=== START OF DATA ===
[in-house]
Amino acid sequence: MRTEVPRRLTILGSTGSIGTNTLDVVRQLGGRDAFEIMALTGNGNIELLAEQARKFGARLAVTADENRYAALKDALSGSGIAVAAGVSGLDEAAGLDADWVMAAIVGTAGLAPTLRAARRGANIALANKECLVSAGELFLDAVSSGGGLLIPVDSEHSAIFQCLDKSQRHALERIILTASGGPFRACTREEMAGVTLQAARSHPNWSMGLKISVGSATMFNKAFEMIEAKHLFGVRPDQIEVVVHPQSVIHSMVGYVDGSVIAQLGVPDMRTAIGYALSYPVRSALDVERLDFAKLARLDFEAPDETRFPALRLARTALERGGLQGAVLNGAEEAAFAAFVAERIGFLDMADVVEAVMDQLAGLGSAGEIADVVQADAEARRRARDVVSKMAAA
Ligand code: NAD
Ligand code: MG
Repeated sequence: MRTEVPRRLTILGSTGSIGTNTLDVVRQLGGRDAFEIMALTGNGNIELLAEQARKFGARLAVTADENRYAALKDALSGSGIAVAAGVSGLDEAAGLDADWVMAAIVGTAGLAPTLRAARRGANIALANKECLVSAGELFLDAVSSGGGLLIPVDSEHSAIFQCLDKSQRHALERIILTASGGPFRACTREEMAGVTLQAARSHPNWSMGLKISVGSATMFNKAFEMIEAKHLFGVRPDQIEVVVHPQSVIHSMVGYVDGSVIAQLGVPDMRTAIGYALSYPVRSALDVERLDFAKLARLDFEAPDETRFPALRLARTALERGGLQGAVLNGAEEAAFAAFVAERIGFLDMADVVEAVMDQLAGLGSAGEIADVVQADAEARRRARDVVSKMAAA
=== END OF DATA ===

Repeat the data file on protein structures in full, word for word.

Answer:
[in-house]
Amino acid sequence: MRTEVPRRLTILGSTGSIGTNTLDVVRQLGGRDAFEIMALTGNGNIELLAEQARKFGARLAVTADENRYAALKDALSGSGIAVAAGVSGLDEAAGLDADWVMAAIVGTAGLAPTLRAARRGANIALANKECLVSAGELFLDAVSSGGGLLIPVDSEHSAIFQCLDKSQRHALERIILTASGGPFRACTREEMAGVTLQAARSHPNWSMGLKISVGSATMFNKAFEMIEAKHLFGVRPDQIEVVVHPQSVIHSMVGYVDGSVIAQLGVPDMRTAIGYALSYPVRSALDVERLDFAKLARLDFEAPDETRFPALRLARTALERGGLQGAVLNGAEEAAFAAFVAERIGFLDMADVVEAVMDQLAGLGSAGEIADVVQADAEARRRARDVVSKMAAA
Ligand code: NAD
Ligand code: MG
Repeated sequence: MRTEVPRRLTILGSTGSIGTNTLDVVRQLGGRDAFEIMALTGNGNIELLAEQARKFGARLAVTADENRYAALKDALSGSGIAVAAGVSGLDEAAGLDADWVMAAIVGTAGLAPTLRAARRGANIALANKECLVSAGELFLDAVSSGGGLLIPVDSEHSAIFQCLDKSQRHALERIILTASGGPFRACTREEMAGVTLQAARSHPNWSMGLKISVGSATMFNKAFEMIEAKHLFGVRPDQIEVVVHPQSVIHSMVGYVDGSVIAQLGVPDMRTAIGYALSYPVRSALDVERLDFAKLARLDFEAPDETRFPALRLARTALERGGLQGAVLNGAEEAAFAAFVAERIGFLDMADVVEAVMDQLAGLGSAGEIADVVQADAEARRRARDVVSKMAAA